As women, we are often pushed to be the best version of ourselves 100% of the time. While it is good to strive to be the best version of yourself, operating as your best self all day everyday is not possible. Everyone has bad moments, makes questionable decisions, and has those days where everything feels like too much, and that’s just life. We all need to have moments where we’re vulnerable to grow and heal from past trauma. When we don’t allow ourselves these moments, emotions build up in an unhealthy way. For black women, the pressure to be strong is even more intense. There is an image of the ‘perfect black woman’ in the media: a woman who has overcome a difficult past, racial discrimination, and many other struggles to be wildly successful. Black women are expected to be superwomen, carrying the burdens of both sexism and racism, all with a smile.

As a black woman, the pressure to be perfect is intense. First, there is the pressure put on all women by the patriarchal society we live in, the pressure to overcome sexism. Sexism permeates almost every aspect of our culture, and is constantly looming over our heads. For black women, there is another burden looming overhead: racism. Like sexism, it’s woven into our culture, and something that there is no escaping. Even within the comforts of your own home, racism seeps in. Reading a classic book? A reminder that (not so) long ago, racism was perfectly acceptable. Scrolling through the internet? A reminder that there are still people who view you as less than, simply because of the colour of your skin. This all increases the pressure black women feel to be successful. To prove everyone that you are in fact not less than. That you are capable. That you are smart. The list of things you feel the need to prove goes on and on, because it feels as though the more perfect you are, the less discrimination you will have to face. This is unfortunately not true, and coming to terms with it is mentally draining. However, in attempting to live up to being a strong black woman, it feels as though you are not allowed to be openly upset about anything. You must keep it inside, and continue striving for perfection.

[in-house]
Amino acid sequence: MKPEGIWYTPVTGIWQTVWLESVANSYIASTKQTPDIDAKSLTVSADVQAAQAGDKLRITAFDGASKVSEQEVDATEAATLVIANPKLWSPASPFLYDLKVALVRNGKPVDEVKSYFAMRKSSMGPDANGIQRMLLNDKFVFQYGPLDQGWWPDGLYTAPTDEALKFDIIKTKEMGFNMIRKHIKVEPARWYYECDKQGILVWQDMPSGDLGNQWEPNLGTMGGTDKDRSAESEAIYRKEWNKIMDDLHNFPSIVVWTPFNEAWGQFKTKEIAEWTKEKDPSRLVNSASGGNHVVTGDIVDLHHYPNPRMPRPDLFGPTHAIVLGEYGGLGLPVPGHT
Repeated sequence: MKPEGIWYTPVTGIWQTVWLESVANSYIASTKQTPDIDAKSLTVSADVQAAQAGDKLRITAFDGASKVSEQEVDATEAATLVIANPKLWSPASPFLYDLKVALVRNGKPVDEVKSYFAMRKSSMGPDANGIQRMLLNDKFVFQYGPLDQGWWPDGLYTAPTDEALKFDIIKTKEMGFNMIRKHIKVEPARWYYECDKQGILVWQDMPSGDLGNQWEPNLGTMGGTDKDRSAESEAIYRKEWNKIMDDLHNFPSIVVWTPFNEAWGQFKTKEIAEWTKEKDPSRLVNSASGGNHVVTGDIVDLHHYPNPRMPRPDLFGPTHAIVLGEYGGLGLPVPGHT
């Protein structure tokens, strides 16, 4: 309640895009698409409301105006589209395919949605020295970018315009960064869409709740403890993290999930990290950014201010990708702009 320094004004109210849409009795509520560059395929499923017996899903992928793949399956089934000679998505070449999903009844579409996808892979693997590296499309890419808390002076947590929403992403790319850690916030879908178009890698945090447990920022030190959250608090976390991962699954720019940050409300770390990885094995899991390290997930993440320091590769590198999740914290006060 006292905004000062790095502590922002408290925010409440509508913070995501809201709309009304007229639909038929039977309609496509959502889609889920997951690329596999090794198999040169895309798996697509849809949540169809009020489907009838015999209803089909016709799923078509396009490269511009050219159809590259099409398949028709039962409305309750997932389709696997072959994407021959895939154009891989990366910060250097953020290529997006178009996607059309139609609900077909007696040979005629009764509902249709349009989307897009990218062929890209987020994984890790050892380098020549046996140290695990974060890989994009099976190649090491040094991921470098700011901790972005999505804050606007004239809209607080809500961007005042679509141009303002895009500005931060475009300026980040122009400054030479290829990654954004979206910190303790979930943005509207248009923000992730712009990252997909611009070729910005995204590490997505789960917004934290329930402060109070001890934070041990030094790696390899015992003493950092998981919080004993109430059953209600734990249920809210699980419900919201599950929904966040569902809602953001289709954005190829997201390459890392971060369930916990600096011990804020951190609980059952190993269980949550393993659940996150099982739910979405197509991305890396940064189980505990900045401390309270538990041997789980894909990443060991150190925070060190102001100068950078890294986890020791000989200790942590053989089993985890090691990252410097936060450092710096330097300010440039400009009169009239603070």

All this pressure to be perfect manifests as negative health consequences for black women. Canada does not collect race based health data, so the following statistics are from the United States. Black women have a higher mortality rate from almost all health conditions than white women. There are many factors that contribute to this, such as racial bias in health care settings. Another contributor is trying to live up to the idea of being a strong black woman. The main connection between a strong black woman and mortality is stress. In particular, the stress and negative emotions associated with dealing with racism and discrimination, sometimes on a daily basis. In some cases, trying to be strong on the face of racism can help lessen the burden. Playing the part of the strong black woman can decrease the amount of anger felt when facing discrimination, which decreases the negative physiological conditions associated with anger. However, this can also negatively impact mental health. Feeling the intense need to succeed in order to prove yourself is incredibly stressful. It leads to neglecting your physical and mental wellbeing. In trying to be superwomen, black women take care of everyone but themselves. As Marita Golden writes in her book “The Strong Black Woman: How a Myth Endangers the Physical and Mental Health of Black Women”, the myth is “built on a foundation of tears we don’t shed, pain we deny”. In trying to take care of everyone else, we neglect our own wellbeing, and put off actions that contribute to a healthy lifestyle. Scheduling doctors appointments, getting regular exercise, and taking care of our mental health are all things we neglect doing, and this leads to negative health outcomes.

To overcome the negative affects of the strong black woman myth, there are many ideas that you must unlearn. For me, the hardest thing to unlearn is that strength means never showing emotions or being vulnerable. This year, it is my goal to find strength in moments of vulnerability and to use my emotions, both positive and negative, as stepping stones to bring me forward, rather than avoiding them. In addition to redefining what strength means, I hope to learn to strive for happiness, not perfection.

About the Author

Hi! My name is Tiana, and I'm a third year Immunology and Infection major. This is my first year working with WEW, and I'm super excited to be working with such an amazing group to spread awareness about important issues. When I'm not studying or writing I enjoy baking, reading, and doing sudoku puzzles.